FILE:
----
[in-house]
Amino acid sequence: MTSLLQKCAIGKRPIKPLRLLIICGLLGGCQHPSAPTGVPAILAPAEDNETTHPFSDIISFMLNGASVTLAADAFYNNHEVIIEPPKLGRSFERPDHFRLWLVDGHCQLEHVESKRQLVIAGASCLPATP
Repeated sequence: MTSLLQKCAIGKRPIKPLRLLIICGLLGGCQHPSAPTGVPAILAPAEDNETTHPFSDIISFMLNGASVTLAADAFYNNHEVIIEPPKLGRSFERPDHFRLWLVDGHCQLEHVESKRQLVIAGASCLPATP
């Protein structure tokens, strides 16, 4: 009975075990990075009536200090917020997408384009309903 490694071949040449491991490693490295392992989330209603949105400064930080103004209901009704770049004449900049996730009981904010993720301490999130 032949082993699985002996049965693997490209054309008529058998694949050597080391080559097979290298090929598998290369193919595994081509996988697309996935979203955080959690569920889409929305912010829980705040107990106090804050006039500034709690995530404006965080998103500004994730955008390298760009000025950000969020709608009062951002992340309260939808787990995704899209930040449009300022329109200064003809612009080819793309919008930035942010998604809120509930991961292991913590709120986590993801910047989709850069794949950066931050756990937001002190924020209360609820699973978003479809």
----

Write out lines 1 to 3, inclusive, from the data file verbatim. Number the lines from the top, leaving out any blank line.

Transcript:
[in-house]
Amino acid sequence: MTSLLQKCAIGKRPIKPLRLLIICGLLGGCQHPSAPTGVPAILAPAEDNETTHPFSDIISFMLNGASVTLAADAFYNNHEVIIEPPKLGRSFERPDHFRLWLVDGHCQLEHVESKRQLVIAGASCLPATP
Repeated sequence: MTSLLQKCAIGKRPIKPLRLLIICGLLGGCQHPSAPTGVPAILAPAEDNETTHPFSDIISFMLNGASVTLAADAFYNNHEVIIEPPKLGRSFERPDHFRLWLVDGHCQLEHVESKRQLVIAGASCLPATP